Part of the problem is our files are just too darn big; now even entry-level DSLRs are 12 megapixels, and a Canon 50D is up to 15 megapixels. If you shoot in raw, after five or six clicks you’ve eaten up nearly 100MB, and if you’re shooting a wedding or event, you can eat up 10 or 12GB fairly easily. If you have a 500GB hard drive for backing up your photos, and you only shoot one wedding a week, it’ll start getting kinda full in around 8 or so months.

What got me to thinkin’
In a moment, I’m going to go over my backup strategy, but before we even get there, I honestly think I might be backing up too much. Here’s what made me start thinking like that. Terry recently did a portrait shoot where he took 710 photos during the shoot. His subject reviewed the images in Lightroom, and choose the shots she liked (around 70 initially, then she narrowed it down to her favorite 5 or 6). Then Terry picked his favorites, and he chose 5 or 6.

So, what do we all do next? That’s right, we back up all 710 photos, even though the subject has already said, “I only like these 70.” She looked at them all, told the photographer straight up, “I don’t want any of the other 640 images” but we back them all up anyway. Now, Terry asked me, “What are the chances that she is going to come back some time in the future and ask for one of the ones she didn’t like? Right. Slim to none. Yet, we still store ‘em, and watch them eat up our drive space, and add more complexity to our file management. Like Terry says, “Those 640 images are never going to see the light of day. I don’t have any use for them. She doesn’t have any use for them, but I’m backing ‘em up anyway. Why?”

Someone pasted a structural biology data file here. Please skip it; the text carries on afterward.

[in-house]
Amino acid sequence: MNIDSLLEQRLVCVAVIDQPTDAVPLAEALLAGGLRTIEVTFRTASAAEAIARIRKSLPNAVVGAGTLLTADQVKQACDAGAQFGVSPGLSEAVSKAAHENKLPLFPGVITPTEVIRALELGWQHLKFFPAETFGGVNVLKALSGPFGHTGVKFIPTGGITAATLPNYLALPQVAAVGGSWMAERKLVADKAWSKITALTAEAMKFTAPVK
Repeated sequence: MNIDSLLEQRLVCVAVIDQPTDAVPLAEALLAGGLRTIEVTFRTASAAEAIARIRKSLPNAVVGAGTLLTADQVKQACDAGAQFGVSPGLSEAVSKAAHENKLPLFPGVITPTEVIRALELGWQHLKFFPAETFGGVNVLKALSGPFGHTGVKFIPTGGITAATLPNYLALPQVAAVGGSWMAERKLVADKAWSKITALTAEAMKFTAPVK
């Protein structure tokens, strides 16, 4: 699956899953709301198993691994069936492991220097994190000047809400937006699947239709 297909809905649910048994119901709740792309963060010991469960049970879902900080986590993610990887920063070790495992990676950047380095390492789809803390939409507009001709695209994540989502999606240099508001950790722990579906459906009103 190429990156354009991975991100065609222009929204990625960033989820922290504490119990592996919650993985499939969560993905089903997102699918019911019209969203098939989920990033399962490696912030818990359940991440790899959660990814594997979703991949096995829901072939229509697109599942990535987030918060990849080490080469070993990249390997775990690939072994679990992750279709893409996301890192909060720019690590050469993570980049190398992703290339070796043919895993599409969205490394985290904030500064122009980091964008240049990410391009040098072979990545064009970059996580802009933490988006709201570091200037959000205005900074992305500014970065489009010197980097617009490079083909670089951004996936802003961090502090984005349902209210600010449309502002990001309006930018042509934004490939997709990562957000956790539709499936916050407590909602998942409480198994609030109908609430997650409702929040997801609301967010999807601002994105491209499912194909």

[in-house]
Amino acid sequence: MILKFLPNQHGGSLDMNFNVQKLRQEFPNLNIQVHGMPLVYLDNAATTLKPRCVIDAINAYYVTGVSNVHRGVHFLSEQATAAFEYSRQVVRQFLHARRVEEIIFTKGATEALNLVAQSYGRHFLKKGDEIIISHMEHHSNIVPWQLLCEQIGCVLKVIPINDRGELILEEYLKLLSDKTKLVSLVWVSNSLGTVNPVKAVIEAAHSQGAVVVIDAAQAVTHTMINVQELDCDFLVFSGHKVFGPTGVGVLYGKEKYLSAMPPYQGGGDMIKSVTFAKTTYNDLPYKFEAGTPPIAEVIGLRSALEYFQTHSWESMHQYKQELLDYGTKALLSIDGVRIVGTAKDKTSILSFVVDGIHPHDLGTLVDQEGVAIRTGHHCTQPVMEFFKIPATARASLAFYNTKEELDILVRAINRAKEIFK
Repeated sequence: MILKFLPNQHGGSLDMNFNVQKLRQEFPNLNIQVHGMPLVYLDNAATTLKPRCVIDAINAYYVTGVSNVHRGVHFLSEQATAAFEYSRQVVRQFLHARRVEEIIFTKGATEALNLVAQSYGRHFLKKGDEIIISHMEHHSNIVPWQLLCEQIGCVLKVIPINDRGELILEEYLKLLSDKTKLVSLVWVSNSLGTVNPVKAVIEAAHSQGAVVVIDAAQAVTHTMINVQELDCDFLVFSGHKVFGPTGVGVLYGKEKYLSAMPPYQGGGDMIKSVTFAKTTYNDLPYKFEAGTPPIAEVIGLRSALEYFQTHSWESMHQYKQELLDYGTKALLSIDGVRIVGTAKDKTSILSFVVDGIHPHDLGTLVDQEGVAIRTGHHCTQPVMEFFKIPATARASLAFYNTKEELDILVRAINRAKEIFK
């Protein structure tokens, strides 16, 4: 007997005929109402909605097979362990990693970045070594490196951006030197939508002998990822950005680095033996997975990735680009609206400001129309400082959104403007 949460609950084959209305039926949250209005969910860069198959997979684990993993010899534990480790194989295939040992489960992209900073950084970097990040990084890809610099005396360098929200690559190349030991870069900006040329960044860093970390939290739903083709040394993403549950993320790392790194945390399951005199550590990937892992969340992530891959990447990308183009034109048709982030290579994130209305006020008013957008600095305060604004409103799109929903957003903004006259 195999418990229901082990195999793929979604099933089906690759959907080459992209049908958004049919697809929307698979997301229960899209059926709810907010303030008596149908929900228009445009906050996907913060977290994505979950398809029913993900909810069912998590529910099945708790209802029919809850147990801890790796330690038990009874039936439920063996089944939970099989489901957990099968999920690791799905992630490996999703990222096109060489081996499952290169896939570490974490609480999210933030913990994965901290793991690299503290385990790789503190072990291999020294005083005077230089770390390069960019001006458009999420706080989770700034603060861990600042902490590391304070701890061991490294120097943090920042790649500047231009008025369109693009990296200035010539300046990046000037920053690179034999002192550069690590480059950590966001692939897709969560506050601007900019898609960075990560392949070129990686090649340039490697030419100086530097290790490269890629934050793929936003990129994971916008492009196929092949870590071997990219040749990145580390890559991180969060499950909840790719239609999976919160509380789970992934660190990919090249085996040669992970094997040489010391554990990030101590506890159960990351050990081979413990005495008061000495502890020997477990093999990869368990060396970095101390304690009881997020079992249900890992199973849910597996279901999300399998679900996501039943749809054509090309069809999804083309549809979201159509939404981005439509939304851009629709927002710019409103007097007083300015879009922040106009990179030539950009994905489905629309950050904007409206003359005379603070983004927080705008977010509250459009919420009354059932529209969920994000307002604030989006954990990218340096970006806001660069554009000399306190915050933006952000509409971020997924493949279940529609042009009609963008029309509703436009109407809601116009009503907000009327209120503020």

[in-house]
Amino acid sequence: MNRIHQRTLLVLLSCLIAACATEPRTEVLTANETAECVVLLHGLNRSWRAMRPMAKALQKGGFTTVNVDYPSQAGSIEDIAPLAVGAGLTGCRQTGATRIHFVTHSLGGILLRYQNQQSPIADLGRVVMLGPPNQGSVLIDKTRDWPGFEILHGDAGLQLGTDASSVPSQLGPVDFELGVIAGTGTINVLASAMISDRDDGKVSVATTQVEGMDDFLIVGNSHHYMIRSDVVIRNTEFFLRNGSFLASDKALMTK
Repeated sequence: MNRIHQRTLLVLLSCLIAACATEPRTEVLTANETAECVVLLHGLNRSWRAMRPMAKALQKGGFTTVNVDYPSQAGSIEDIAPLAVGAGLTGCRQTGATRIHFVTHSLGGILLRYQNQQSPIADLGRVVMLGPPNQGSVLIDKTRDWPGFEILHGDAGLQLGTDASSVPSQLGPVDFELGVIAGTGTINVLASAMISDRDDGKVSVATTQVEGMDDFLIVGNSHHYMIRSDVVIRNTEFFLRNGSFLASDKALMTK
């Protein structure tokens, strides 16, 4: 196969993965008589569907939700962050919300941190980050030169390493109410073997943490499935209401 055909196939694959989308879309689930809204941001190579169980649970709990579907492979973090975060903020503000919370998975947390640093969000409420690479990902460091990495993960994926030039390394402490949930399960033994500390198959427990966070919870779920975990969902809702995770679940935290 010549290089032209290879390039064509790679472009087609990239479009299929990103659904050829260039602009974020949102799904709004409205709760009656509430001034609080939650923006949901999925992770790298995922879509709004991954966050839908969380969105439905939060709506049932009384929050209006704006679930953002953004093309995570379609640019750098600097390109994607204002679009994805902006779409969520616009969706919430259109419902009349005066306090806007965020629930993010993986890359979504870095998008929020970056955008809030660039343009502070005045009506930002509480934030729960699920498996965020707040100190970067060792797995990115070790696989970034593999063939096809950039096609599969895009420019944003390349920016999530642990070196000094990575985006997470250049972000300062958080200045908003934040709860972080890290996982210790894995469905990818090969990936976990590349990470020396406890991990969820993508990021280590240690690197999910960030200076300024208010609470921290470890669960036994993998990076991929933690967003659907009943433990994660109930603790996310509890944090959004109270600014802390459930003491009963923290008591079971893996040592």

Client Work Backups
Now, Terry can make a good case for not backing up all 710 shots, but if you’re Continue reading

Thursday
Oct
2008
09

Breakfast With An Eagle

by Scott Kelby  |  0 Comments

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So a few days ago, I’m standing in my kitchen, having a bowl a cereal, and I notice a large bird flying right outside my kitchen window, and I say, out loud (with nobody around but me), “Oh my gosh was that a bald Eagle???!!!!!”

I’ve lived in Florida my entire life, and I can tell you the only time I’ve ever seen an American Bald Eagle in person was in a zoo, and now there’s one in my backyard. Anyway, I keep looking out the window and he lands at the top of a tree right in my backyard. I am stunned. So, I grab my camera, put my new 200-400mm f/4 lens on, attach a monopod, and go running out the door.